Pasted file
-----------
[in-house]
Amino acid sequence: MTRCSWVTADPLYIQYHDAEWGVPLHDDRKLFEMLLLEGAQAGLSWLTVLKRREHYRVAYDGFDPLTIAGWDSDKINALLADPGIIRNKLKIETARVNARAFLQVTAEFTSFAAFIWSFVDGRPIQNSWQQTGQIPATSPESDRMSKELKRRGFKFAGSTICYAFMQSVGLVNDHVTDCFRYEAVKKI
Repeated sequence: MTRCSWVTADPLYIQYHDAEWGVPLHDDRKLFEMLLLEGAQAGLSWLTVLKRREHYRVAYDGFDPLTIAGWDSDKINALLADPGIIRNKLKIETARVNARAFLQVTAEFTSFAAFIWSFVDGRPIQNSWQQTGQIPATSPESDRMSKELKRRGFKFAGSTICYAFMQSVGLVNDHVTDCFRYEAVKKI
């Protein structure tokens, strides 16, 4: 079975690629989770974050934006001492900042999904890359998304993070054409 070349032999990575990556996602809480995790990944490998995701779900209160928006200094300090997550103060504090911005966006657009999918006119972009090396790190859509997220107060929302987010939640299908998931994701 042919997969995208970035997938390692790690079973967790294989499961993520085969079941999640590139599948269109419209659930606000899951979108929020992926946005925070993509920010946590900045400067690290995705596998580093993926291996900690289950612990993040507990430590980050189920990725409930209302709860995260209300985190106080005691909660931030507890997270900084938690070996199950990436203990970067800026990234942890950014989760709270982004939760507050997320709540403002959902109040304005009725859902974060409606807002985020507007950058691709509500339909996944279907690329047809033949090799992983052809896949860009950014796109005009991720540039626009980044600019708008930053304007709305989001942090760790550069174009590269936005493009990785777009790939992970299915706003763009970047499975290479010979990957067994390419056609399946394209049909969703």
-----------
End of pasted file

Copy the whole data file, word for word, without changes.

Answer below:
[in-house]
Amino acid sequence: MTRCSWVTADPLYIQYHDAEWGVPLHDDRKLFEMLLLEGAQAGLSWLTVLKRREHYRVAYDGFDPLTIAGWDSDKINALLADPGIIRNKLKIETARVNARAFLQVTAEFTSFAAFIWSFVDGRPIQNSWQQTGQIPATSPESDRMSKELKRRGFKFAGSTICYAFMQSVGLVNDHVTDCFRYEAVKKI
Repeated sequence: MTRCSWVTADPLYIQYHDAEWGVPLHDDRKLFEMLLLEGAQAGLSWLTVLKRREHYRVAYDGFDPLTIAGWDSDKINALLADPGIIRNKLKIETARVNARAFLQVTAEFTSFAAFIWSFVDGRPIQNSWQQTGQIPATSPESDRMSKELKRRGFKFAGSTICYAFMQSVGLVNDHVTDCFRYEAVKKI
């Protein structure tokens, strides 16, 4: 079975690629989770974050934006001492900042999904890359998304993070054409 070349032999990575990556996602809480995790990944490998995701779900209160928006200094300090997550103060504090911005966006657009999918006119972009090396790190859509997220107060929302987010939640299908998931994701 042919997969995208970035997938390692790690079973967790294989499961993520085969079941999640590139599948269109419209659930606000899951979108929020992926946005925070993509920010946590900045400067690290995705596998580093993926291996900690289950612990993040507990430590980050189920990725409930209302709860995260209300985190106080005691909660931030507890997270900084938690070996199950990436203990970067800026990234942890950014989760709270982004939760507050997320709540403002959902109040304005009725859902974060409606807002985020507007950058691709509500339909996944279907690329047809033949090799992983052809896949860009950014796109005009991720540039626009980044600019708008930053304007709305989001942090760790550069174009590269936005493009990785777009790939992970299915706003763009970047499975290479010979990957067994390419056609399946394209049909969703």